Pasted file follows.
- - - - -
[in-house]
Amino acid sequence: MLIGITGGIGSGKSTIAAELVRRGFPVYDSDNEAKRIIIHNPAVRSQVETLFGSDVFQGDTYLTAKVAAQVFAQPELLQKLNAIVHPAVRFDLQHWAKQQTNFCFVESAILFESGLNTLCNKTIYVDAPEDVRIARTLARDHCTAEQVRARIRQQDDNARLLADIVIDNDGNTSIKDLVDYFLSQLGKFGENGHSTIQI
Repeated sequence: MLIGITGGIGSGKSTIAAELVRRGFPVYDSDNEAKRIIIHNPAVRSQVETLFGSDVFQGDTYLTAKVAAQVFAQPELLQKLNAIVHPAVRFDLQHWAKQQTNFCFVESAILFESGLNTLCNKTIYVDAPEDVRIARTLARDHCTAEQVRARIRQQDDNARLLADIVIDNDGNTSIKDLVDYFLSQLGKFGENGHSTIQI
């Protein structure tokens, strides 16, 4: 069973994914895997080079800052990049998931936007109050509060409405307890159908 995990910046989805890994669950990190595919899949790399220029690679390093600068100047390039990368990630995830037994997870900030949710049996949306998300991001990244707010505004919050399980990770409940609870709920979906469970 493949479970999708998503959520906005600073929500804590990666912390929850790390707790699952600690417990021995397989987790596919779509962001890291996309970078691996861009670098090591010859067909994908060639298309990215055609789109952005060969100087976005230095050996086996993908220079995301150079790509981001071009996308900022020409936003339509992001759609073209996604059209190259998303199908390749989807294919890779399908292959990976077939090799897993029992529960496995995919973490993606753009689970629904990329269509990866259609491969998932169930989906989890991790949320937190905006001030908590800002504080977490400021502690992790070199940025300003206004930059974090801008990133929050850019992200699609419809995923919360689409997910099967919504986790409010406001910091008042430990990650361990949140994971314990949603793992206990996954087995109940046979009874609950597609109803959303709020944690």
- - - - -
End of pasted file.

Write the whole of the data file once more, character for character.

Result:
[in-house]
Amino acid sequence: MLIGITGGIGSGKSTIAAELVRRGFPVYDSDNEAKRIIIHNPAVRSQVETLFGSDVFQGDTYLTAKVAAQVFAQPELLQKLNAIVHPAVRFDLQHWAKQQTNFCFVESAILFESGLNTLCNKTIYVDAPEDVRIARTLARDHCTAEQVRARIRQQDDNARLLADIVIDNDGNTSIKDLVDYFLSQLGKFGENGHSTIQI
Repeated sequence: MLIGITGGIGSGKSTIAAELVRRGFPVYDSDNEAKRIIIHNPAVRSQVETLFGSDVFQGDTYLTAKVAAQVFAQPELLQKLNAIVHPAVRFDLQHWAKQQTNFCFVESAILFESGLNTLCNKTIYVDAPEDVRIARTLARDHCTAEQVRARIRQQDDNARLLADIVIDNDGNTSIKDLVDYFLSQLGKFGENGHSTIQI
């Protein structure tokens, strides 16, 4: 069973994914895997080079800052990049998931936007109050509060409405307890159908 995990910046989805890994669950990190595919899949790399220029690679390093600068100047390039990368990630995830037994997870900030949710049996949306998300991001990244707010505004919050399980990770409940609870709920979906469970 493949479970999708998503959520906005600073929500804590990666912390929850790390707790699952600690417990021995397989987790596919779509962001890291996309970078691996861009670098090591010859067909994908060639298309990215055609789109952005060969100087976005230095050996086996993908220079995301150079790509981001071009996308900022020409936003339509992001759609073209996604059209190259998303199908390749989807294919890779399908292959990976077939090799897993029992529960496995995919973490993606753009689970629904990329269509990866259609491969998932169930989906989890991790949320937190905006001030908590800002504080977490400021502690992790070199940025300003206004930059974090801008990133929050850019992200699609419809995923919360689409997910099967919504986790409010406001910091008042430990990650361990949140994971314990949603793992206990996954087995109940046979009874609950597609109803959303709020944690």